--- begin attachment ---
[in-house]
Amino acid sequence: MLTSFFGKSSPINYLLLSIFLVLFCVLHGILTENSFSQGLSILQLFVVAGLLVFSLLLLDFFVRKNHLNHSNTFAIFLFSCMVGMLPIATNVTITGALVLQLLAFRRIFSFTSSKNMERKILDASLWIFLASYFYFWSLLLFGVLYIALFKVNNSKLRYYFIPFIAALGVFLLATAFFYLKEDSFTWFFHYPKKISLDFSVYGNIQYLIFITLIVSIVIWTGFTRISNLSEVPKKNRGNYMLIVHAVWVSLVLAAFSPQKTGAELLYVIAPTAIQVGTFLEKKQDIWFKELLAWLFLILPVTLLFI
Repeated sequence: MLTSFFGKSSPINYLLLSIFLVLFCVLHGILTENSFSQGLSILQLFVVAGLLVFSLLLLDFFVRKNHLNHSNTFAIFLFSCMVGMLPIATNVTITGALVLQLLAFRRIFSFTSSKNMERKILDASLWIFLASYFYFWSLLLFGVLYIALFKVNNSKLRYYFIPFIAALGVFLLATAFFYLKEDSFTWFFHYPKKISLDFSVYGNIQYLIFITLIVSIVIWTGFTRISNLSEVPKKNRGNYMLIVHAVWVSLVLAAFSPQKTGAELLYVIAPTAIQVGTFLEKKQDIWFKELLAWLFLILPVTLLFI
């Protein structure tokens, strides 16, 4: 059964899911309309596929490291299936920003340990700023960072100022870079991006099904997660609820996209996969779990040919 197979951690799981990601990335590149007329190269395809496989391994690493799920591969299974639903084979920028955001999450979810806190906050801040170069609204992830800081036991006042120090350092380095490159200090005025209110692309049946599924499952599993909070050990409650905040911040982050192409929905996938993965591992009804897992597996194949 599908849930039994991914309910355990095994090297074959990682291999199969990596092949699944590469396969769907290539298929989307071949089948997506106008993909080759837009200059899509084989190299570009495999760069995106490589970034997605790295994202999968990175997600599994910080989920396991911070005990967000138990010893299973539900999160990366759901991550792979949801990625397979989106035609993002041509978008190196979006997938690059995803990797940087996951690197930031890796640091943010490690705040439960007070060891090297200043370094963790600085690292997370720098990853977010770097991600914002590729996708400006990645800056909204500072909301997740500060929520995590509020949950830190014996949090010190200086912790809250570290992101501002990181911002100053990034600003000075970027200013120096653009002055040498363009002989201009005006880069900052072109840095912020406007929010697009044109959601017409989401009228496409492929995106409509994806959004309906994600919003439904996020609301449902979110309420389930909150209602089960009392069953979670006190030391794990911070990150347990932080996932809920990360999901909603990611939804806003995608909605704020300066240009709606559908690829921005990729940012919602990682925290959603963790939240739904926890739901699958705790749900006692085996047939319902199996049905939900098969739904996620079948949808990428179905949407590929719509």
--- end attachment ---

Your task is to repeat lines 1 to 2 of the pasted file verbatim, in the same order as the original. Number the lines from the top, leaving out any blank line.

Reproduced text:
[in-house]
Amino acid sequence: MLTSFFGKSSPINYLLLSIFLVLFCVLHGILTENSFSQGLSILQLFVVAGLLVFSLLLLDFFVRKNHLNHSNTFAIFLFSCMVGMLPIATNVTITGALVLQLLAFRRIFSFTSSKNMERKILDASLWIFLASYFYFWSLLLFGVLYIALFKVNNSKLRYYFIPFIAALGVFLLATAFFYLKEDSFTWFFHYPKKISLDFSVYGNIQYLIFITLIVSIVIWTGFTRISNLSEVPKKNRGNYMLIVHAVWVSLVLAAFSPQKTGAELLYVIAPTAIQVGTFLEKKQDIWFKELLAWLFLILPVTLLFI